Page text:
4. What was the practical value of the Horatio Alger, Jr. books for boys years ago (Proverbs 4:14)?

5. What 4 pointed instructions are given in Proverbs 4:15?

6. According to Proverbs 4:16 how perverse can some people get?

7. What is the “diet” of perverse people (Proverbs 4:17)?

8. Comment upon “beautiful” in Proverbs 4:18.

9. Living in sin is like walking in ............... (Proverbs 4:19).

Verses 14-27

Pro 4:14-27

The Direction of the Wise (Proverbs 4:14-27):

"Enter not into the path of the wicked, And walk not in the way of evil men. Avoid it, pass not by it; Turn from it, and pass on. For they sleep not, except they do evil; And their sleep is taken away, unless they cause some to fall. For they eat the bread of wickedness, And drink the wine of violence. But the path of the righteous is as the dawning light, That shineth more and more unto the perfect day. The way of the wicked is as darkness: They know not at what they stumble" (Proverbs 4:14-19). The wise who listen to their father and gain understanding will have the ability to differentiate between the ways of the wicked and the ways of the wise. The wise will identify the directions of the wicked and will thereby in no way "walk" in their ways. So opposed to the ways of the wicked are we to be that we altogether "avoid" their hangouts. Those who do not go to the places where the wicked are will not be tempted to be involved in the ways of the wicked. The instructions are simple: Don’t go where they go (see 1 Corinthians 15:33). Why do the wise not want to go where the wicked go? Solomon says its because their every waking hour is spent "doing evil" and trying to get one who is good to "fall" into their lifestyle of wickedness. The more that do what they are doing the more they will feel comfortable. Don’t be taken by the wicked! The great contrast of light and darkness is used to differentiate between the wise and the wicked.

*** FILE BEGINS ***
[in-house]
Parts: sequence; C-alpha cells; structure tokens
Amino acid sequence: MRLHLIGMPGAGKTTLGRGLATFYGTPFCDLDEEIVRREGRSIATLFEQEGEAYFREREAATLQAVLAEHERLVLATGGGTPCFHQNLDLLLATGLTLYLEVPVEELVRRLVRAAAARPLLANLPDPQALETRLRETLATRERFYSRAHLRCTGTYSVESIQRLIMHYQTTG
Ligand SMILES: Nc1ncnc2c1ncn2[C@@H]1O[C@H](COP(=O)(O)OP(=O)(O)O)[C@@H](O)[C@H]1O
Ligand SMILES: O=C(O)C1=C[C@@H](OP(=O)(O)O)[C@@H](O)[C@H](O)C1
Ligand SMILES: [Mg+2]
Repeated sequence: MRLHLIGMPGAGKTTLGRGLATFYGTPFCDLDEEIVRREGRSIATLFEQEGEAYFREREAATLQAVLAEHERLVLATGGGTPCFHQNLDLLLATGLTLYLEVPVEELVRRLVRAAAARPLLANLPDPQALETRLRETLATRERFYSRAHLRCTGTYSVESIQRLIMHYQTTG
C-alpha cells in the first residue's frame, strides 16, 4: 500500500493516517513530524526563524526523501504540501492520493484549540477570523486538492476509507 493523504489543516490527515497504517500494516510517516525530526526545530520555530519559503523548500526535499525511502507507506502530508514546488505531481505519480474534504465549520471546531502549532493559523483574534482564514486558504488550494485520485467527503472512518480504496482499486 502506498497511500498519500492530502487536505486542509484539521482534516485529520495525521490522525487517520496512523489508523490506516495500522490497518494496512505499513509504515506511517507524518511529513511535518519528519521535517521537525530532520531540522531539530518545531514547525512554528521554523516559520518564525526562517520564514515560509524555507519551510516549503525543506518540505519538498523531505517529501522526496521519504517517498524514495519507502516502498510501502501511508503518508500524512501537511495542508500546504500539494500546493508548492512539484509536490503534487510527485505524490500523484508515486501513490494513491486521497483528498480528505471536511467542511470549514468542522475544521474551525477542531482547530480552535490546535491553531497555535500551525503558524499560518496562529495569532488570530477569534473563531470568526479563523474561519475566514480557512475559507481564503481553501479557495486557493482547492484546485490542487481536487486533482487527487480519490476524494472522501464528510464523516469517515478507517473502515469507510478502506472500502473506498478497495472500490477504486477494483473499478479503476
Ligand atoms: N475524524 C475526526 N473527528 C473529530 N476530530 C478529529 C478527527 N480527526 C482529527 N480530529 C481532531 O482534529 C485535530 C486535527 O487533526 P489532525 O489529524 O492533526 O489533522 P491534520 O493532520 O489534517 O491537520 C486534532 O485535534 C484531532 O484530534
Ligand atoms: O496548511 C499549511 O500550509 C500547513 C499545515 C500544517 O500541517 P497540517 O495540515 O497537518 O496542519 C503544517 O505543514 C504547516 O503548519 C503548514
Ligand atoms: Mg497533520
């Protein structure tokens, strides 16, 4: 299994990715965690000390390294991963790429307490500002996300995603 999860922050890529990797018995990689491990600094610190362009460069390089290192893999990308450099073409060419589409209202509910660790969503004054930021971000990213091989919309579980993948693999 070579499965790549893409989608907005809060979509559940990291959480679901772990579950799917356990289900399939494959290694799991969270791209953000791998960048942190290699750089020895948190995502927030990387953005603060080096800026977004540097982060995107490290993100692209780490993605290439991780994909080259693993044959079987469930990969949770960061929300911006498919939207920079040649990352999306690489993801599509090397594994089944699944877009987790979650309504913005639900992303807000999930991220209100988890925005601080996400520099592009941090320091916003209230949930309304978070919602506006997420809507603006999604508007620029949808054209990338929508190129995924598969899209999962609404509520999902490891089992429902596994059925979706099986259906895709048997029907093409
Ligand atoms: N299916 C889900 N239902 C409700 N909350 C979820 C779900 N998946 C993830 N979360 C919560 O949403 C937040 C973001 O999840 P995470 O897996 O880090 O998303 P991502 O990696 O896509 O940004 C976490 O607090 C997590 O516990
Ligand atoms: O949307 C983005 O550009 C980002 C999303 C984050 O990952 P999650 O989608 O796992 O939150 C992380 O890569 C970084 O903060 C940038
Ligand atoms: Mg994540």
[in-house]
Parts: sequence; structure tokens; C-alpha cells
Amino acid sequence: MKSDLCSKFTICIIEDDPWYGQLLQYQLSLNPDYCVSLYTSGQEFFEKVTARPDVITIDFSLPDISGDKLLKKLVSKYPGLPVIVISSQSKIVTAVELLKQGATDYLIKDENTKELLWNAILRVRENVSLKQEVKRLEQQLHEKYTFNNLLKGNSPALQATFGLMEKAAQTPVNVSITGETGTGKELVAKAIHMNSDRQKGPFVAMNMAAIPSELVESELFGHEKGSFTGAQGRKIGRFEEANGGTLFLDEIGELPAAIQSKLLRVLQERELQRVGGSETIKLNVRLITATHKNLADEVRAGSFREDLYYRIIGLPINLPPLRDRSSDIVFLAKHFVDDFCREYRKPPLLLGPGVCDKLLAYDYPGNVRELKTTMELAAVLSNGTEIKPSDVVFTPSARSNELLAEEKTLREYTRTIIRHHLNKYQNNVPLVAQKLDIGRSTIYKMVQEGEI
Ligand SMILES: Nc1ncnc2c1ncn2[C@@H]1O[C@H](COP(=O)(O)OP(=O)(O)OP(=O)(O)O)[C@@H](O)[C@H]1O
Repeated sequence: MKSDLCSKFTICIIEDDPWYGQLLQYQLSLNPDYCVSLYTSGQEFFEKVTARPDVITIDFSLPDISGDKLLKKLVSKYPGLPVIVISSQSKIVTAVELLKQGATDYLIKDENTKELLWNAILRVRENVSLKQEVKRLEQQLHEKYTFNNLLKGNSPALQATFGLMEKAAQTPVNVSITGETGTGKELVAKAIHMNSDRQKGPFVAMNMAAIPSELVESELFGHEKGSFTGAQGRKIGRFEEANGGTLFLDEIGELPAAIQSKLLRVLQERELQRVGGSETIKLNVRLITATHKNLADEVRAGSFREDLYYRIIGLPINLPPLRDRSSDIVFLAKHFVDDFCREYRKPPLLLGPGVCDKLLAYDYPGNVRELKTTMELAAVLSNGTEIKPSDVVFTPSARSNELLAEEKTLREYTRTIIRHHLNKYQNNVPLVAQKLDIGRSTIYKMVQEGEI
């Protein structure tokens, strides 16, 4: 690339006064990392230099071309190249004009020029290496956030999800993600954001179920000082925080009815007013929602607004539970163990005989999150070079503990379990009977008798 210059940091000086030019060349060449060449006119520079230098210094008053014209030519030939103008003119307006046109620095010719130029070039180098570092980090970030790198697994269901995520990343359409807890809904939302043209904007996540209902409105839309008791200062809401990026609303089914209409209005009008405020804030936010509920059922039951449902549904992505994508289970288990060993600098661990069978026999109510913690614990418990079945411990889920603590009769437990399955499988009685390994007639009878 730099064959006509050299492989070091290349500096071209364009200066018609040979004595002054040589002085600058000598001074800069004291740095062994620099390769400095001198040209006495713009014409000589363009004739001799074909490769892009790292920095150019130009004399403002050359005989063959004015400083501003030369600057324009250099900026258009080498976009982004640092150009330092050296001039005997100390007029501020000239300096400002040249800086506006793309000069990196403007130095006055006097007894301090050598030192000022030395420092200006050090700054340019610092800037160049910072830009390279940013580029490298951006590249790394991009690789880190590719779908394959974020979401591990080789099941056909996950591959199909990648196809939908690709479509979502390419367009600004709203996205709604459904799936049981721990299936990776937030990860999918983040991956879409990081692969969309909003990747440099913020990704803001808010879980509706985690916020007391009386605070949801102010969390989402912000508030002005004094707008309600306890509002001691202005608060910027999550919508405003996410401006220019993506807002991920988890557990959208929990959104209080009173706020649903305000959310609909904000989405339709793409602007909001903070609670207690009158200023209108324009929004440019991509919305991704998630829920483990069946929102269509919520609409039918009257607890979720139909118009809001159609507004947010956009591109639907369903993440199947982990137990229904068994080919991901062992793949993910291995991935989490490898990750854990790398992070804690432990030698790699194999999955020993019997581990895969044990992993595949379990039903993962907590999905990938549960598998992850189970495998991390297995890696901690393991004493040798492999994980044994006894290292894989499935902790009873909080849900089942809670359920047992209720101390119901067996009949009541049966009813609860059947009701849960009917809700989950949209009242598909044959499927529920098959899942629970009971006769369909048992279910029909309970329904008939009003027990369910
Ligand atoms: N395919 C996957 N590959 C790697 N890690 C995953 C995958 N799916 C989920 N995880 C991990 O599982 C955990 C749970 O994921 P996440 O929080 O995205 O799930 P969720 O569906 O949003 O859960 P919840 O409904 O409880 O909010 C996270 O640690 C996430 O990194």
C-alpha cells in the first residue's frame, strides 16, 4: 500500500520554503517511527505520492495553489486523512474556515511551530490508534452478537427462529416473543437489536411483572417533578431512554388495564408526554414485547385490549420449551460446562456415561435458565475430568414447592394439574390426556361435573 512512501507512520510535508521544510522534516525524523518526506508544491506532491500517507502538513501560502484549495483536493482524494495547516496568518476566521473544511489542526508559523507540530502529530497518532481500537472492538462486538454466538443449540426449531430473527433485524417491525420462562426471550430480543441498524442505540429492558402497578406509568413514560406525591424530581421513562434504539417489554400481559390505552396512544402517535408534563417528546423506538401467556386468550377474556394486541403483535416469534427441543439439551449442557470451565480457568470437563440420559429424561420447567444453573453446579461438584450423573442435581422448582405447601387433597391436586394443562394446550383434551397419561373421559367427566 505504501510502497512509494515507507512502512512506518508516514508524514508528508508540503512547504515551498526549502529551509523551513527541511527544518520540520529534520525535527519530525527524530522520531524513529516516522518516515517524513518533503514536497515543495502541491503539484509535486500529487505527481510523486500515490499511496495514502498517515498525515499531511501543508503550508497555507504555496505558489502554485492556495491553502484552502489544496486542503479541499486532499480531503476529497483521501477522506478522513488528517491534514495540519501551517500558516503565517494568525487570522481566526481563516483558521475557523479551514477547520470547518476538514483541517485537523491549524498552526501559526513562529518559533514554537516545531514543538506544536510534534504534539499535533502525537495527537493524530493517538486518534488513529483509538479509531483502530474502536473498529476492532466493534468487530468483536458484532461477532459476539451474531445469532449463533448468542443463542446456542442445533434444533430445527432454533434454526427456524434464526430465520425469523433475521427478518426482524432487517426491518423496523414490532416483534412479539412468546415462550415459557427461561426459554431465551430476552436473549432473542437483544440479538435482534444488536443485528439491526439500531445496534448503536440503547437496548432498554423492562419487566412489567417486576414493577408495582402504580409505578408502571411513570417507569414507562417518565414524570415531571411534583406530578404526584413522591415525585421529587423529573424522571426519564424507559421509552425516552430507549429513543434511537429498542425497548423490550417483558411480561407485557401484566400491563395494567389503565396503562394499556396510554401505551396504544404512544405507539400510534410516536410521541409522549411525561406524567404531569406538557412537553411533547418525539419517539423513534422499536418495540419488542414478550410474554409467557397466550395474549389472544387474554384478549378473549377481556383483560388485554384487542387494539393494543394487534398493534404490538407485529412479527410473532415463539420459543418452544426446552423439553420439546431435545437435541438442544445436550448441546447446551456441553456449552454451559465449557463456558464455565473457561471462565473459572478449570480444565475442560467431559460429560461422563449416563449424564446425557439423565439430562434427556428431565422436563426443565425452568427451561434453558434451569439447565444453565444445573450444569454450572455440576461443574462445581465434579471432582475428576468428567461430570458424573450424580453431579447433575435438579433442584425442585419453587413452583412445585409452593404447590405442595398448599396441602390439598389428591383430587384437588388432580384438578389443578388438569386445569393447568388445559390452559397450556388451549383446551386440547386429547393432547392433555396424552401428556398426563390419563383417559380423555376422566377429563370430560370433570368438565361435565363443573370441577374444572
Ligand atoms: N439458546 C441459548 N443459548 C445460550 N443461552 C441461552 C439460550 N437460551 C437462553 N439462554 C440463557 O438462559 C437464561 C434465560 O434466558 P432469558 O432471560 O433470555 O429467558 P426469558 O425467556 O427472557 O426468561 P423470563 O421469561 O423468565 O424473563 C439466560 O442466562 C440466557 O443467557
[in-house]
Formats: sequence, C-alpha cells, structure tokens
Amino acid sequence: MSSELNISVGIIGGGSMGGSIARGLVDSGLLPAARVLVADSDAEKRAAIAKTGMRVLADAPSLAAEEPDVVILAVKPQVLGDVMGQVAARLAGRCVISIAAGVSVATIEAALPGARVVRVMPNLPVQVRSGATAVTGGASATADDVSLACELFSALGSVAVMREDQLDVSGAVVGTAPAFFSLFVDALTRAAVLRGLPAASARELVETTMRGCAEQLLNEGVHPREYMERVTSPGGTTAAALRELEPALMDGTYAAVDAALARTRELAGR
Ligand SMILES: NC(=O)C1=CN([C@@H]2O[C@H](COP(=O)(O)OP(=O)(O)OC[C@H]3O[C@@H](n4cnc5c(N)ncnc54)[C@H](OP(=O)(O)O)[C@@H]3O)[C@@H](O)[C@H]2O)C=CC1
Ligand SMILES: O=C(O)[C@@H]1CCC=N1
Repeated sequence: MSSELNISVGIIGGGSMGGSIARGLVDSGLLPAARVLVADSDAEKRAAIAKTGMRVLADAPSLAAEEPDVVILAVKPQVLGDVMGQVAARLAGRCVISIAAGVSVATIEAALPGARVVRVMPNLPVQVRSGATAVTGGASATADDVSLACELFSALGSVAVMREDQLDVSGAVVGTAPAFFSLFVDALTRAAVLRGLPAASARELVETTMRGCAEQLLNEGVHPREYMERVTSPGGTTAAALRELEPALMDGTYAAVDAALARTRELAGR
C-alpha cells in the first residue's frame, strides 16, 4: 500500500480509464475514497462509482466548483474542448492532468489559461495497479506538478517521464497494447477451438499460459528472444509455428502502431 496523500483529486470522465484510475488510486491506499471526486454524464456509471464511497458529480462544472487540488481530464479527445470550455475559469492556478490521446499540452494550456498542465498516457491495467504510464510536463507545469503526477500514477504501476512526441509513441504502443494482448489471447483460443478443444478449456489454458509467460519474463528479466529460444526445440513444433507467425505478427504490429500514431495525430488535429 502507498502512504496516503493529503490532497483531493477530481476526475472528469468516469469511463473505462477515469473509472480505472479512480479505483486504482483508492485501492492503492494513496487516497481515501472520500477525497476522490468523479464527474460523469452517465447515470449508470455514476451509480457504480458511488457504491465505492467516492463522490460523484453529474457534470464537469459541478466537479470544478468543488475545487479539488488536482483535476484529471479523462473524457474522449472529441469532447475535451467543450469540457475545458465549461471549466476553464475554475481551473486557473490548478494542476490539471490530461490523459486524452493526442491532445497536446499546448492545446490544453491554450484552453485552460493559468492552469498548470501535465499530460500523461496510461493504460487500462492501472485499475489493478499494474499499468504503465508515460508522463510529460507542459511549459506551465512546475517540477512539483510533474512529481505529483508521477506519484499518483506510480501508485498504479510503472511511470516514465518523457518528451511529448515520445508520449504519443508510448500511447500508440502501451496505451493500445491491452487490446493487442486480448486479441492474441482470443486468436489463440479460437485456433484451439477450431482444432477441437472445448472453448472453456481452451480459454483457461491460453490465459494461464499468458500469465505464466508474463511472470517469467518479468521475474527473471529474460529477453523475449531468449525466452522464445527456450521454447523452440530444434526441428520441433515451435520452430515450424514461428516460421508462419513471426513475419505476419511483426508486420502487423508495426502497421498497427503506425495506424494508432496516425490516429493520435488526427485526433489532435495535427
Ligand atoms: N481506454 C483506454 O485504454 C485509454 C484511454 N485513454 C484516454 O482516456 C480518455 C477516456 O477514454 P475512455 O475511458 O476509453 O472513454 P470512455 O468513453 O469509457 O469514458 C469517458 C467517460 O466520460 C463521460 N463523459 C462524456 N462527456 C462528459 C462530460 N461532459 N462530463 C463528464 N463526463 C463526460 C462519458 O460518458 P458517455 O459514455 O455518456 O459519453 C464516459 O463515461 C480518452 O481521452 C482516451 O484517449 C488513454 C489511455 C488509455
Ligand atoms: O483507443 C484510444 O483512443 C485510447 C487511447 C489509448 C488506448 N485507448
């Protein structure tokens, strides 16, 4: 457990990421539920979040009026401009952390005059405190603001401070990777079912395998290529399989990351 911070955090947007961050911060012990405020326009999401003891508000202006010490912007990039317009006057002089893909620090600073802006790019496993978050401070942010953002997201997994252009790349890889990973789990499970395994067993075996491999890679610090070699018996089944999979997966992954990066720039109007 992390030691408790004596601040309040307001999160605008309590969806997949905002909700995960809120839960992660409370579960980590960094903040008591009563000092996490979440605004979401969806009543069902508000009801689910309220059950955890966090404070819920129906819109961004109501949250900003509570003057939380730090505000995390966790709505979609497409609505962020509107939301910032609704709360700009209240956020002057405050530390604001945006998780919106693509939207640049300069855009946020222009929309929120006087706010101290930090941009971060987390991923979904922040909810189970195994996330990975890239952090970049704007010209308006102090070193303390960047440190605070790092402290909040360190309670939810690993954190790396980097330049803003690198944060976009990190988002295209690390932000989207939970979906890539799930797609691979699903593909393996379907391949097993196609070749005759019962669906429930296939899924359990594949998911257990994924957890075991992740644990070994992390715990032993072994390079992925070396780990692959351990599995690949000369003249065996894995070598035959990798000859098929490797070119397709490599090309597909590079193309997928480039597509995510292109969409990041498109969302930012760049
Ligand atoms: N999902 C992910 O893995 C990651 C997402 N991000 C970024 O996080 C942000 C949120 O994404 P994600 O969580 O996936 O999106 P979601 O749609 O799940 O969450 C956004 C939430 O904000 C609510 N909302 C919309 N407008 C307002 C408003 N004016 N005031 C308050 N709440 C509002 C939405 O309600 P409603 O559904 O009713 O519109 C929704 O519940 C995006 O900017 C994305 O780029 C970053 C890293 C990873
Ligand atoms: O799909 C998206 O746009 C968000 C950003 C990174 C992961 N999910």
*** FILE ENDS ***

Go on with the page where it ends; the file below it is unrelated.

"My son, attend to my words; Incline thine ear unto my sayings. Let them not depart from thine eyes; Keep them in the midst of thy heart. For they are life unto those that find them, And health to all their flesh" (Proverbs 4:20-22). The wise king pleads with his audience to "attend, incline thine ear to know, never let instruction depart thine eyes, and keep divine instructions within thy heart." The devil and wicked men are at work constantly. They will bring you down if you do not continuously contemplate the ways of wisdom and understanding. Life and spiritual health belong to those whose quest it is in life to find wisdom and understanding.

"Keep thy heart with all diligence; For out of it are the issues of life" (Proverbs 4:23). With the heart we think (Proverbs 23:7), reason (Mark 2:8), understand things (Matthew 13:15), plan or intend things (Hebrews 4:12), purpose to do things (2 Corinthians 9:7), desire (Romans 10:1), love (Matthew 22:37), and trust (Proverbs 3:5). The wise should keep or possess their heart rather than permitting the wicked and the ways of the world to possess the heart. When we keep or possess things we hold on "with all diligence." Our purpose should always be spiritual (see Colossians 3:1 ff). We live in a world where sin and the availability to sin is all around us. To walk in the paths of the wicked is to relinquish our hearts to folly. We cannot afford to slip. All issues of life are summed up in man’s ability to reason, understand, purpose to do things, plan to do things, and desires. All of the wise man’s interest and abilities ought to be kept within the bounds of wisdom. All issues of life will have wisdom applied to them and thereby the one who so lives will be blessed eternally.

"Put away from thee a wayward mouth, And perverse lips put far from thee. Let thine eyes look right on, And let thine eyelids look straight before thee. Make level the path of thy feet, And let all thy ways be established. Turn not to the right hand nor to the left: Remove thy foot from evil" (Proverbs 4:24-27).